MEDIA BIAS

The Washington Times is a good newspaper. Why, though, does it insist on putting quotation marks around “marriage” in every single story that talks about the political movement to extend the right to marry to homosexuals? News reportage isn’t supposed to sneer at public policy proposals; that should be saved for the editorial pages.

FILED UNDER: Media,
James Joyner
About James Joyner
James Joyner is Professor and Department Head of Security Studies at Marine Corps University's Command and Staff College and a nonresident senior fellow at the Scowcroft Center for Strategy and Security at the Atlantic Council. He's a former Army officer and Desert Storm vet. Views expressed here are his own. Follow James on Twitter @DrJJoyner.

Comments

  1. Paul says:

    Maybe they hired a reporter from “Reuters.”

  2. Guy Cabot says:

    “Washington Times” and “good newspaper” used in the same sentence???

    I have now seen it all.

  3. James Joyner says:

    WaTi has some excellent reporters and has broken all manner of stories missed by WaPo. John McCaslin and Bill Gertz, especially, are first rate.

  4. Because although it’s an excellent news aource and contains insightful commentary, the Washington Times is also the most corrupt newspaper in America.

    Moreover, the founder of the Washington Times has described homosexuals as “trash” and called for the re-criminalization of homosexuality in America. I understand that he’s not too happy about women being allowed to vote either (I bet some of you think I’m kidding).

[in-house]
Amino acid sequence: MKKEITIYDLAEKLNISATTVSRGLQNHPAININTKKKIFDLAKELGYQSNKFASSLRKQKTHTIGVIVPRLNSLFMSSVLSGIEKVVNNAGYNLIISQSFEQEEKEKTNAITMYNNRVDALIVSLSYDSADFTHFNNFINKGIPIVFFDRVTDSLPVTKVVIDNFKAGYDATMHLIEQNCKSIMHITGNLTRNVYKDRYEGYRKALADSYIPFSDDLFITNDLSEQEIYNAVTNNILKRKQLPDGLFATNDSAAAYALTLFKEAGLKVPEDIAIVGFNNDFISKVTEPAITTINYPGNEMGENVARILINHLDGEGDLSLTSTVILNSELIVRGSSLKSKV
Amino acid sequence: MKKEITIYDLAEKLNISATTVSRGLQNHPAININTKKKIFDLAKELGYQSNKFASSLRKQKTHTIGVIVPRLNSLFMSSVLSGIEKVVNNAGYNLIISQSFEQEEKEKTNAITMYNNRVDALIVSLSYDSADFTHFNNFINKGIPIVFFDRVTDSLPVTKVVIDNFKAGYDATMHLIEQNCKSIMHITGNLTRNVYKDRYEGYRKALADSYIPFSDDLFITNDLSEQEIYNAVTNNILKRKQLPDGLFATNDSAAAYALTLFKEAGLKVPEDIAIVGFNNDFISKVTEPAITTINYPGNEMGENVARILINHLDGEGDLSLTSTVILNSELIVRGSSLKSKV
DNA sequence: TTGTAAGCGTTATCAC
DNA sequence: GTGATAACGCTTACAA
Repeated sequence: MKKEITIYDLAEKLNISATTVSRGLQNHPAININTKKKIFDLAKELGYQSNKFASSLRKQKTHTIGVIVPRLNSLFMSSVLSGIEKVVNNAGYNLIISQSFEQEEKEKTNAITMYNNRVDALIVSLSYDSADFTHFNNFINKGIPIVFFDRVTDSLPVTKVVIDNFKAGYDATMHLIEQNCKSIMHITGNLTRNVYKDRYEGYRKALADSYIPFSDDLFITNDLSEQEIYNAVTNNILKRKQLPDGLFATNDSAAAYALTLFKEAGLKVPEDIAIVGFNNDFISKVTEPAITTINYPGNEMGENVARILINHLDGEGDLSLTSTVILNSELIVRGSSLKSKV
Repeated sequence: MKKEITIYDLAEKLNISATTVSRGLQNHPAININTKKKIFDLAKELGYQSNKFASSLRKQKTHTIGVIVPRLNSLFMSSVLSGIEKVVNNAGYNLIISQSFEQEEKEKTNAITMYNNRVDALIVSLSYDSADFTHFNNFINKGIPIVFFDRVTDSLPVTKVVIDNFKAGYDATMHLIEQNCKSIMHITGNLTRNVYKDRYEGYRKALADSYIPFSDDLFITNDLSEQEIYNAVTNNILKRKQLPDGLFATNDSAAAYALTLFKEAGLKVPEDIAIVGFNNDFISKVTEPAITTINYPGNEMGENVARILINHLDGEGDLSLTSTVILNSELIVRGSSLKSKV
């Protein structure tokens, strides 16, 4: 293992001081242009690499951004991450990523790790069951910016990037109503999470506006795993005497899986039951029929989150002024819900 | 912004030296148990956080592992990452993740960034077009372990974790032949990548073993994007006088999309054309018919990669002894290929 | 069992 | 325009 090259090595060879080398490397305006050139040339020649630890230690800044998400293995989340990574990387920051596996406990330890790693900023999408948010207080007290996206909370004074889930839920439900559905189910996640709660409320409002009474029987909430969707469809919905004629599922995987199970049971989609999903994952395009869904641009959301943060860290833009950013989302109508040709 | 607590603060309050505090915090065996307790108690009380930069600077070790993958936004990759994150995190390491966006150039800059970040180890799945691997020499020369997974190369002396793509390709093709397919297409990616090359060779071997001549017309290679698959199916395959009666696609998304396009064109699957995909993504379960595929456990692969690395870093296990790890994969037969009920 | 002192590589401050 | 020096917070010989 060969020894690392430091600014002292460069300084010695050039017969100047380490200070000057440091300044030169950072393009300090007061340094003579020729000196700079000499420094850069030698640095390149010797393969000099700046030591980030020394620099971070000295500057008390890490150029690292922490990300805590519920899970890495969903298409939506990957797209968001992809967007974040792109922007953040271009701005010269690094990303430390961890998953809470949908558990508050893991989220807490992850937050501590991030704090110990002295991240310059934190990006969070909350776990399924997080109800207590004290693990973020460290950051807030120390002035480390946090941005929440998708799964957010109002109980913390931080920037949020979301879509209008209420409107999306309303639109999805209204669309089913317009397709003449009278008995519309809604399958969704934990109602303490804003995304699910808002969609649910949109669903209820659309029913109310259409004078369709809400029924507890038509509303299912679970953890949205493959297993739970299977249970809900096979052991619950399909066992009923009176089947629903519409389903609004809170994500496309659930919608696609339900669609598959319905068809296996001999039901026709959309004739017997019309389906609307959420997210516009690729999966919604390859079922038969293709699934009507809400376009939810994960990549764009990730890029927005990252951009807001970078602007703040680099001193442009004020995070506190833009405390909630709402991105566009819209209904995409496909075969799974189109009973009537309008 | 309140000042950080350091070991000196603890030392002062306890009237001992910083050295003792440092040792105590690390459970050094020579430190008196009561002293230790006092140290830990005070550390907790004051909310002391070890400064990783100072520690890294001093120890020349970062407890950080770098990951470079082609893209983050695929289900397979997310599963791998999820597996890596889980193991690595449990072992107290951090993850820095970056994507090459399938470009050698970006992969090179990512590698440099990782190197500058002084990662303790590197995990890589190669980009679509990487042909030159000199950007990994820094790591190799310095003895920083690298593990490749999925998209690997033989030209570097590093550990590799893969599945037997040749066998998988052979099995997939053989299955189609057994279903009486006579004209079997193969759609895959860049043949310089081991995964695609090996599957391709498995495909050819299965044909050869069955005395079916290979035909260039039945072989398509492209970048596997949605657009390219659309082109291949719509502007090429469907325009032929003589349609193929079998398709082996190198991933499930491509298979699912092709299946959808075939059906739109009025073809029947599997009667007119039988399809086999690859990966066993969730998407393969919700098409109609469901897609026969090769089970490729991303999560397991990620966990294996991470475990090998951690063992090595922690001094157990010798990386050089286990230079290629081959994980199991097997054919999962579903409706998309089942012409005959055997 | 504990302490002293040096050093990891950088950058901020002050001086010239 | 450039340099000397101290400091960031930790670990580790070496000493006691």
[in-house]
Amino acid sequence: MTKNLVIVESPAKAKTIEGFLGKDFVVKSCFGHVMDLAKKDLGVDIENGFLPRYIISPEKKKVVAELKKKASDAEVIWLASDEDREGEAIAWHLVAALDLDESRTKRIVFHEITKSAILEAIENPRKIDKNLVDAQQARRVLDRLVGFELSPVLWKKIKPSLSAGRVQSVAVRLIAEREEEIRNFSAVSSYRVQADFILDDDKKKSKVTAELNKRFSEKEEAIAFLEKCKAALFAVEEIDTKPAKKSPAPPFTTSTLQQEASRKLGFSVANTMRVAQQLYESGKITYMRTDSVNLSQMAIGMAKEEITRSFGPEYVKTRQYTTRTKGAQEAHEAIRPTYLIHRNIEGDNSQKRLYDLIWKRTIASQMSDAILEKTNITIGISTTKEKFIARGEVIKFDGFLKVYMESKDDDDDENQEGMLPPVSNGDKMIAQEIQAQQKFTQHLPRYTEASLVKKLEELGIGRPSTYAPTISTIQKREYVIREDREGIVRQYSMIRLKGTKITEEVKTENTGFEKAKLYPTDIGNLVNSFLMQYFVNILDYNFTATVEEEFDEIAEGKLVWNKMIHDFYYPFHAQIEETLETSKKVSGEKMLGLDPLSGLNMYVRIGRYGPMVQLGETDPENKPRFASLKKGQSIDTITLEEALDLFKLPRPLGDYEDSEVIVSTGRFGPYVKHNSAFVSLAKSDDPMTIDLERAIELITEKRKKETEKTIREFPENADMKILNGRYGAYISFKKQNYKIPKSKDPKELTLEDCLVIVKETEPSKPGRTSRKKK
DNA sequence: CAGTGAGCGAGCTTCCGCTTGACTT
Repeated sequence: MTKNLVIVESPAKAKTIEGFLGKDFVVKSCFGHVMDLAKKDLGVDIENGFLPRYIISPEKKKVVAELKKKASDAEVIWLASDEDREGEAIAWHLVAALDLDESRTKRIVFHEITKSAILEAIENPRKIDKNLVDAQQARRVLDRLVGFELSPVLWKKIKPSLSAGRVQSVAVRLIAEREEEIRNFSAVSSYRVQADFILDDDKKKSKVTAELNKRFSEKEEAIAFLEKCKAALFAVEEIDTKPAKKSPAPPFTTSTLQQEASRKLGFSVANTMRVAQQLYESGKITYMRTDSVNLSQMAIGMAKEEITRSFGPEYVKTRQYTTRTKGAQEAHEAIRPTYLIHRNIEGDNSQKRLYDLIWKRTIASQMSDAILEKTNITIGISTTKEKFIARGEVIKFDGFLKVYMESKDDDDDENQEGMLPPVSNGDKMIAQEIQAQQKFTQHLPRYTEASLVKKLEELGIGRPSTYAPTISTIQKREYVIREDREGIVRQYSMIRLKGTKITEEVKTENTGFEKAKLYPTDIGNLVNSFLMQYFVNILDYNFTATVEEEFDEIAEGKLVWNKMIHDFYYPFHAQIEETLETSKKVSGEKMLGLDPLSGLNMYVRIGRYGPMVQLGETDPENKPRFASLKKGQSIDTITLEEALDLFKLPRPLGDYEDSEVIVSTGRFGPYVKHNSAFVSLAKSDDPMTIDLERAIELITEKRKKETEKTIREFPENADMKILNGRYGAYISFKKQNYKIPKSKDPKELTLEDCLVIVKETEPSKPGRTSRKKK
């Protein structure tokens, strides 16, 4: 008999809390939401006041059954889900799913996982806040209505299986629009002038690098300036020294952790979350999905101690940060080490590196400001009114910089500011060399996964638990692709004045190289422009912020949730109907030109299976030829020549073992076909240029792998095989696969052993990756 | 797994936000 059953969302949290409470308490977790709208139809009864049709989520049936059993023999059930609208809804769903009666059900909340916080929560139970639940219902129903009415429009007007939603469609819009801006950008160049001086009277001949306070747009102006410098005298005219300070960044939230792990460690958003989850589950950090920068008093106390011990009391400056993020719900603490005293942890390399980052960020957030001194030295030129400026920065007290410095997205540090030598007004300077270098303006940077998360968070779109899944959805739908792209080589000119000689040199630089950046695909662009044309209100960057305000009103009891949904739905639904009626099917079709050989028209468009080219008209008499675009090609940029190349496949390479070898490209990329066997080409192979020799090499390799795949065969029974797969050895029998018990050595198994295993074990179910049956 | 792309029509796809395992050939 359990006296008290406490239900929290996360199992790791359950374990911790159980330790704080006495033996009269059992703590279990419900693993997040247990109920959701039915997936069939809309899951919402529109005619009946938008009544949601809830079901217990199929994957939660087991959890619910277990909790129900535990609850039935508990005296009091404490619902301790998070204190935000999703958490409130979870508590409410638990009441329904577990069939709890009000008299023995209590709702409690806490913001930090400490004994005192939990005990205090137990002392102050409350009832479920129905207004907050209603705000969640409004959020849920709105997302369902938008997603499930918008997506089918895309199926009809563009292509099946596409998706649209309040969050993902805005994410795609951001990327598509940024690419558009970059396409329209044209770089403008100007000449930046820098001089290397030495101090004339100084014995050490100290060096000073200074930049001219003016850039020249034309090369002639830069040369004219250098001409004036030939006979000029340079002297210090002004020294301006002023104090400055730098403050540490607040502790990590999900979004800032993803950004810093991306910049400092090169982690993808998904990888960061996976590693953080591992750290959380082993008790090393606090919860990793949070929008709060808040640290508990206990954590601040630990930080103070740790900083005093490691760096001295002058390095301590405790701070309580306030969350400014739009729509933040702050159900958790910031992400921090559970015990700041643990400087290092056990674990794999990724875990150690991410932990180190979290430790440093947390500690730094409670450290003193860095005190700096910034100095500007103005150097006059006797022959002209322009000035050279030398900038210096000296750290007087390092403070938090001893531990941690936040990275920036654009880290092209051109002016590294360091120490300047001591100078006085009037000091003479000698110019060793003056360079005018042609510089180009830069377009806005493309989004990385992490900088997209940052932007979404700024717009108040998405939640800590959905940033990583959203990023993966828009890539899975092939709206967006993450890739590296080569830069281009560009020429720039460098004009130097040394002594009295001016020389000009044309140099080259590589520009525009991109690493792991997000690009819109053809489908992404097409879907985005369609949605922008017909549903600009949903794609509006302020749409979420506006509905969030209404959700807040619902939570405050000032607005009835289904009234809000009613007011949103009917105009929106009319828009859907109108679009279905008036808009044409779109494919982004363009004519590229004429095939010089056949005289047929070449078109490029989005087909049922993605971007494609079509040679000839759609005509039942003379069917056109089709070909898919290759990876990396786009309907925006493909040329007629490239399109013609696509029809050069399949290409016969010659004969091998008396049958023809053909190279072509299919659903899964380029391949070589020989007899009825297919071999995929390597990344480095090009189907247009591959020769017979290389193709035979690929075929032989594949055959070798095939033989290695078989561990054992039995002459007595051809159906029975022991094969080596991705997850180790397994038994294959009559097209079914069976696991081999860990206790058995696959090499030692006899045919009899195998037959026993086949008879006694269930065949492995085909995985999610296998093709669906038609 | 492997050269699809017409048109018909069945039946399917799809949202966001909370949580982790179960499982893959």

5. James Joyner says:

    Graham,

    I’m not a fan of Moonies. But I’m not reading the work of Rev. Moon but that of his reporters. And, my word, if I couldn’t get my news from any sources whose founder thought ill of homosexuality, I’d be limited to CNN.

  6. Guy Cabot says:

    Frankly, Bill Gertz is a hack and a cheap propagandist. I’d place him in the same category as a Matt Drudge–a gossip whose ‘reportage’ rarely has a basis in reality. IOW, he is a tool willing to echo a certain ideology. It’s easy to “break” stories when they’re false.

    McCaslin is no better.

    I’d also direct your attention to another Times reporter/editor: Robert Stacy McCain. McCain is that odd breed that seems to believe the wrong side won in the Civil War (a view shared by Wes Pruden) and Lincoln was a “war criminal” who got what he deserved.

    WRT to Rev. Moon, it cannot be seriously argued the Times is exclusive from Moon’s views. At least one Chief Editor has noted that’s not true. But let’s look at another key piece of evidence: since its inception, the Times has never, repeat, never shown a profit. So, if Rev. Moon is willing to bankroll a newspaper for nearly a quarter of century without coming close to a profit, what other reasons might he have?

  7. Anonymous says:

    What’s the deal about reading politics into punctuation? There ARE legitmate uses for quotes around words.

    Leaving politics and newspaper like/dislike aside, marriage as defined today is between a man and woman – whether you think it should be otherwise, that is what the word means today. If you said you went to a wedding this past weekend, there wouldn’t be any questions.

    So a homosexual union is not a marriage. If you want to eventually redefine the word, that’s okay, but it hasn’t happened yet, so you put the quotes around the word since you are using the word in a way that is outside its mainstream definition.

    Everyone “comprende” this?

  8. James Joyner says: